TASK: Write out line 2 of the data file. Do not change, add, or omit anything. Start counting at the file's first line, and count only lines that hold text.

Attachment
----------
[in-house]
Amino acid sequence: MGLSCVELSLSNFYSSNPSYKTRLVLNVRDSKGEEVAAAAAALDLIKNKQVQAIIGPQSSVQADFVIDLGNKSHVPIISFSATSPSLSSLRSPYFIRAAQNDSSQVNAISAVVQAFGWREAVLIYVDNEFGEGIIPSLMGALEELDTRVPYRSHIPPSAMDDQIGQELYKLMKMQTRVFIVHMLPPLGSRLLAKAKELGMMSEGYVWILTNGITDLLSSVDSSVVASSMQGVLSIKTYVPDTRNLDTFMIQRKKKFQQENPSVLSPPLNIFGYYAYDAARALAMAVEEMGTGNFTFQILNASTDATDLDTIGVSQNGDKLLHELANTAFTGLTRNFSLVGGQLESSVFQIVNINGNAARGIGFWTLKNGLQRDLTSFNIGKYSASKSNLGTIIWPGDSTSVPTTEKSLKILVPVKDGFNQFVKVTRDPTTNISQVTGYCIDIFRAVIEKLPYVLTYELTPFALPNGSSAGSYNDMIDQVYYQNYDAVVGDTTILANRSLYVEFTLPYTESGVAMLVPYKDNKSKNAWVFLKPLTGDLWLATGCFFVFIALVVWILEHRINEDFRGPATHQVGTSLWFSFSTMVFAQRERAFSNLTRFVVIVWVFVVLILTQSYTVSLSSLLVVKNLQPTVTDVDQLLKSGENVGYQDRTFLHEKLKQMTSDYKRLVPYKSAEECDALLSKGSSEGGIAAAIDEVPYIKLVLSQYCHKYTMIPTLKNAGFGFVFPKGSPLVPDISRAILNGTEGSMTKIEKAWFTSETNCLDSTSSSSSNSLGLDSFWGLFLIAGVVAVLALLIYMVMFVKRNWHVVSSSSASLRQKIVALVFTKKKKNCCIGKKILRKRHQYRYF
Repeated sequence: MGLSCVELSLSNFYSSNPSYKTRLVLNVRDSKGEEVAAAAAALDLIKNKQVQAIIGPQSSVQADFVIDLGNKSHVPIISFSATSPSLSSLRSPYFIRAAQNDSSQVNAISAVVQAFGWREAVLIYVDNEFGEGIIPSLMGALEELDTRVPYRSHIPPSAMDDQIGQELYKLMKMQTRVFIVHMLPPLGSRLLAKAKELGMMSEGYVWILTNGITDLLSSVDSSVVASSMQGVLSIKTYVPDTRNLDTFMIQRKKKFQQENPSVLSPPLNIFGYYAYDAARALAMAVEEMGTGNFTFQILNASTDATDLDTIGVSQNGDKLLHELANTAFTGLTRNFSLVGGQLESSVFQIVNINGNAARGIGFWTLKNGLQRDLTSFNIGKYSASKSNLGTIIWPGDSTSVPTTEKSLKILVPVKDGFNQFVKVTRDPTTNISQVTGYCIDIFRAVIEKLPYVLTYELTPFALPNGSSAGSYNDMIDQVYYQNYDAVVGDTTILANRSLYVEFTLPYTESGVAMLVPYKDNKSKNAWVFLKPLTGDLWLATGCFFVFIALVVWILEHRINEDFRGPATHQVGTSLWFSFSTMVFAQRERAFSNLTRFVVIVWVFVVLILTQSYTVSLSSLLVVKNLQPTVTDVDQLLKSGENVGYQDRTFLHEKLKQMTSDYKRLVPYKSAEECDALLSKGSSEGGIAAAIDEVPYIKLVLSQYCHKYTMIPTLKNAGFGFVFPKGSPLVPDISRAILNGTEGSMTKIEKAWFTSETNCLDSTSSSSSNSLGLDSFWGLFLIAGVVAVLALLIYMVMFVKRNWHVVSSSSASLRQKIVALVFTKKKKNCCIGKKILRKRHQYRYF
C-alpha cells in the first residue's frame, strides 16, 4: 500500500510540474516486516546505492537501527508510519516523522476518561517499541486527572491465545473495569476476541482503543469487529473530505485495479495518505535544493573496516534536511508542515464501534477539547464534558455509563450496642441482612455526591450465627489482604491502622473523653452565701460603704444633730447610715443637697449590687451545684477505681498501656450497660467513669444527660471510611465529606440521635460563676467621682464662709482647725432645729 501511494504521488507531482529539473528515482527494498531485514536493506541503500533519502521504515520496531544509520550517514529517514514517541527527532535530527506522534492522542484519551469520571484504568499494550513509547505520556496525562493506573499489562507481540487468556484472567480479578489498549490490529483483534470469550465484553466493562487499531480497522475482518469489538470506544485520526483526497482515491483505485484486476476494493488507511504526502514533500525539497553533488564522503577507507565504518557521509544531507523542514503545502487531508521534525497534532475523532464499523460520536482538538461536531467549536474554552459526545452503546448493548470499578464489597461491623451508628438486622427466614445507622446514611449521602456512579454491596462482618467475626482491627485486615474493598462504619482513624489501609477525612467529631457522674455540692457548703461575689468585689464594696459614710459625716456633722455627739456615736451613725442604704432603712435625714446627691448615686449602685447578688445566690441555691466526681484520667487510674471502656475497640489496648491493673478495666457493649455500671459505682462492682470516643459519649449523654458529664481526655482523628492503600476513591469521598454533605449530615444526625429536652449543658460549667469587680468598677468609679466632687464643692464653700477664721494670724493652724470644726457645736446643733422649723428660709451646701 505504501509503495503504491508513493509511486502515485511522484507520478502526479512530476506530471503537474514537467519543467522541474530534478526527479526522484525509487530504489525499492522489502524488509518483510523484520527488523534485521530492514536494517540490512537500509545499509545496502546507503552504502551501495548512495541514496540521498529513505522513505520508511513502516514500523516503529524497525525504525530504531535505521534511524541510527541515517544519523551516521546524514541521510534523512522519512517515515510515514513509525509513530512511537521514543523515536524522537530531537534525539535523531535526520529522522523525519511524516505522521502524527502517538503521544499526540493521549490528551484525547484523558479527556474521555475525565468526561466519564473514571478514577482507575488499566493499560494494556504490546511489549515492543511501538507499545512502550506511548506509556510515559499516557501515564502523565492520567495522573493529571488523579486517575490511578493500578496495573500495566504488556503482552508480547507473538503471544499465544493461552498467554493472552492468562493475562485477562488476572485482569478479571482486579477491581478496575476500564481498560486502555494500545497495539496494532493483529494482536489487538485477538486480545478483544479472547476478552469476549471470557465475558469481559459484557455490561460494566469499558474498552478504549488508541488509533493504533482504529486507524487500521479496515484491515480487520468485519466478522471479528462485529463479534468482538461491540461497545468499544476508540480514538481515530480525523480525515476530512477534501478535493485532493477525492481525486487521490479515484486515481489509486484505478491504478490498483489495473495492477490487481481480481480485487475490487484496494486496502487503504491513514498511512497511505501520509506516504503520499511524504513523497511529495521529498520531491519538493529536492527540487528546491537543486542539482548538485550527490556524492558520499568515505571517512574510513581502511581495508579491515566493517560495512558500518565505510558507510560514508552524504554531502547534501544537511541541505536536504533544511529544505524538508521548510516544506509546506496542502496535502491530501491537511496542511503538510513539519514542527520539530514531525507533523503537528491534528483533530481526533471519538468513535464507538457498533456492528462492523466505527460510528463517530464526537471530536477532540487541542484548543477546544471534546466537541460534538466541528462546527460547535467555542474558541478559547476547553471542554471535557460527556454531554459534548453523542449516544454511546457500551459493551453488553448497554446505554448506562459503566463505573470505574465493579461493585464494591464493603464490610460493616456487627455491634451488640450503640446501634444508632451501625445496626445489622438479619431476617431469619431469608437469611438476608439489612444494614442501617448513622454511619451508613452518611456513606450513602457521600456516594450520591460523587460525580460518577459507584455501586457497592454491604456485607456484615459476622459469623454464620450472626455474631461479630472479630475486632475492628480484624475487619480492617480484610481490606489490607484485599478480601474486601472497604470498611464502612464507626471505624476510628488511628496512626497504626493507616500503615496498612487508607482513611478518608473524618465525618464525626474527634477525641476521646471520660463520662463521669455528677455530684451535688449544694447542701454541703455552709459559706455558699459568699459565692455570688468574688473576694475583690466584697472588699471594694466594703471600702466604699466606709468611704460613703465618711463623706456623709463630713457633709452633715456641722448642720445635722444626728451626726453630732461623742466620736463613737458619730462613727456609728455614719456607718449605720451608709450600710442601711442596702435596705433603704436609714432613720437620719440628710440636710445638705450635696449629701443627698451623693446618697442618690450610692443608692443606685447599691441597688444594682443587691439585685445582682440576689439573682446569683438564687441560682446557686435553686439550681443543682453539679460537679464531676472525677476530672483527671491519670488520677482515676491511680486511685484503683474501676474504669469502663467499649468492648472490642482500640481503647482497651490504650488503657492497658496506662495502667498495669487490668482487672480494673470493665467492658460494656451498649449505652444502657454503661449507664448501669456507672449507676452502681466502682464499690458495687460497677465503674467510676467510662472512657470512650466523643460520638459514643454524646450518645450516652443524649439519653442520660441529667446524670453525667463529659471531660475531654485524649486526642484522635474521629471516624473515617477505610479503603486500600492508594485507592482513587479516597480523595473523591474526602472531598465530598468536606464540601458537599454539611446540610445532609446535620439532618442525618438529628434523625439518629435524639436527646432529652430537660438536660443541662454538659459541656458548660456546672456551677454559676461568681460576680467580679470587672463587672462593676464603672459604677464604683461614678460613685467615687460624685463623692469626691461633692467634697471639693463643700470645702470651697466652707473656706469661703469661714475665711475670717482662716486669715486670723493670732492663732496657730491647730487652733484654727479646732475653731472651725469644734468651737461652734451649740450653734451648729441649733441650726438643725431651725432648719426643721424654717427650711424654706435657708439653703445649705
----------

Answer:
Amino acid sequence: MGLSCVELSLSNFYSSNPSYKTRLVLNVRDSKGEEVAAAAAALDLIKNKQVQAIIGPQSSVQADFVIDLGNKSHVPIISFSATSPSLSSLRSPYFIRAAQNDSSQVNAISAVVQAFGWREAVLIYVDNEFGEGIIPSLMGALEELDTRVPYRSHIPPSAMDDQIGQELYKLMKMQTRVFIVHMLPPLGSRLLAKAKELGMMSEGYVWILTNGITDLLSSVDSSVVASSMQGVLSIKTYVPDTRNLDTFMIQRKKKFQQENPSVLSPPLNIFGYYAYDAARALAMAVEEMGTGNFTFQILNASTDATDLDTIGVSQNGDKLLHELANTAFTGLTRNFSLVGGQLESSVFQIVNINGNAARGIGFWTLKNGLQRDLTSFNIGKYSASKSNLGTIIWPGDSTSVPTTEKSLKILVPVKDGFNQFVKVTRDPTTNISQVTGYCIDIFRAVIEKLPYVLTYELTPFALPNGSSAGSYNDMIDQVYYQNYDAVVGDTTILANRSLYVEFTLPYTESGVAMLVPYKDNKSKNAWVFLKPLTGDLWLATGCFFVFIALVVWILEHRINEDFRGPATHQVGTSLWFSFSTMVFAQRERAFSNLTRFVVIVWVFVVLILTQSYTVSLSSLLVVKNLQPTVTDVDQLLKSGENVGYQDRTFLHEKLKQMTSDYKRLVPYKSAEECDALLSKGSSEGGIAAAIDEVPYIKLVLSQYCHKYTMIPTLKNAGFGFVFPKGSPLVPDISRAILNGTEGSMTKIEKAWFTSETNCLDSTSSSSSNSLGLDSFWGLFLIAGVVAVLALLIYMVMFVKRNWHVVSSSSASLRQKIVALVFTKKKKNCCIGKKILRKRHQYRYF